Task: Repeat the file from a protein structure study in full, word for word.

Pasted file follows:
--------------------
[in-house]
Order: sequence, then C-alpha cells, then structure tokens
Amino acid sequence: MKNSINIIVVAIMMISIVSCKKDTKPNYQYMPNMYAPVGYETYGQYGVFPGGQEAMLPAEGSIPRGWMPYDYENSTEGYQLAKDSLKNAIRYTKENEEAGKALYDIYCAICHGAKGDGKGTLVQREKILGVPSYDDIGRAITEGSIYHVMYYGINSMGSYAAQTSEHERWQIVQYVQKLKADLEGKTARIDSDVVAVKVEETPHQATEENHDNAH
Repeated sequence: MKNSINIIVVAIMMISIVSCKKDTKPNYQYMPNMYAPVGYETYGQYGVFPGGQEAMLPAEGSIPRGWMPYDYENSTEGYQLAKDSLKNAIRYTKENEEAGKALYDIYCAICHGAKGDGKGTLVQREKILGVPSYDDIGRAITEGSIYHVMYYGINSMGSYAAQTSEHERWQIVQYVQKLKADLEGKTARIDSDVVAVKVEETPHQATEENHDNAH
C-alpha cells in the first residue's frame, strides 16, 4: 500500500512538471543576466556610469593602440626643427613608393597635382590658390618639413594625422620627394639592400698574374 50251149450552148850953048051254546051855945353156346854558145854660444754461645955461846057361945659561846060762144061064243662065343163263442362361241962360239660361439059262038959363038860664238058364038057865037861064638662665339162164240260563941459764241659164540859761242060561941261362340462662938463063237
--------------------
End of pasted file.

[in-house]
Order: sequence, then C-alpha cells, then structure tokens
Amino acid sequence: MKNSINIIVVAIMMISIVSCKKDTKPNYQYMPNMYAPVGYETYGQYGVFPGGQEAMLPAEGSIPRGWMPYDYENSTEGYQLAKDSLKNAIRYTKENEEAGKALYDIYCAICHGAKGDGKGTLVQREKILGVPSYDDIGRAITEGSIYHVMYYGINSMGSYAAQTSEHERWQIVQYVQKLKADLEGKTARIDSDVVAVKVEETPHQATEENHDNAH
Repeated sequence: MKNSINIIVVAIMMISIVSCKKDTKPNYQYMPNMYAPVGYETYGQYGVFPGGQEAMLPAEGSIPRGWMPYDYENSTEGYQLAKDSLKNAIRYTKENEEAGKALYDIYCAICHGAKGDGKGTLVQREKILGVPSYDDIGRAITEGSIYHVMYYGINSMGSYAAQTSEHERWQIVQYVQKLKADLEGKTARIDSDVVAVKVEETPHQATEENHDNAH
C-alpha cells in the first residue's frame, strides 16, 4: 500500500512538471543576466556610469593602440626643427613608393597635382590658390618639413594625422620627394639592400698574374 50251149450552148850953048051254546051855945353156346854558145854660444754461645955461846057361945659561846060762144061064243662065343163263442362361241962360239660361439059262038959363038860664238058364038057865037861064638662665339162164240260563941459764241659164540859761242060561941261362340462662938463063237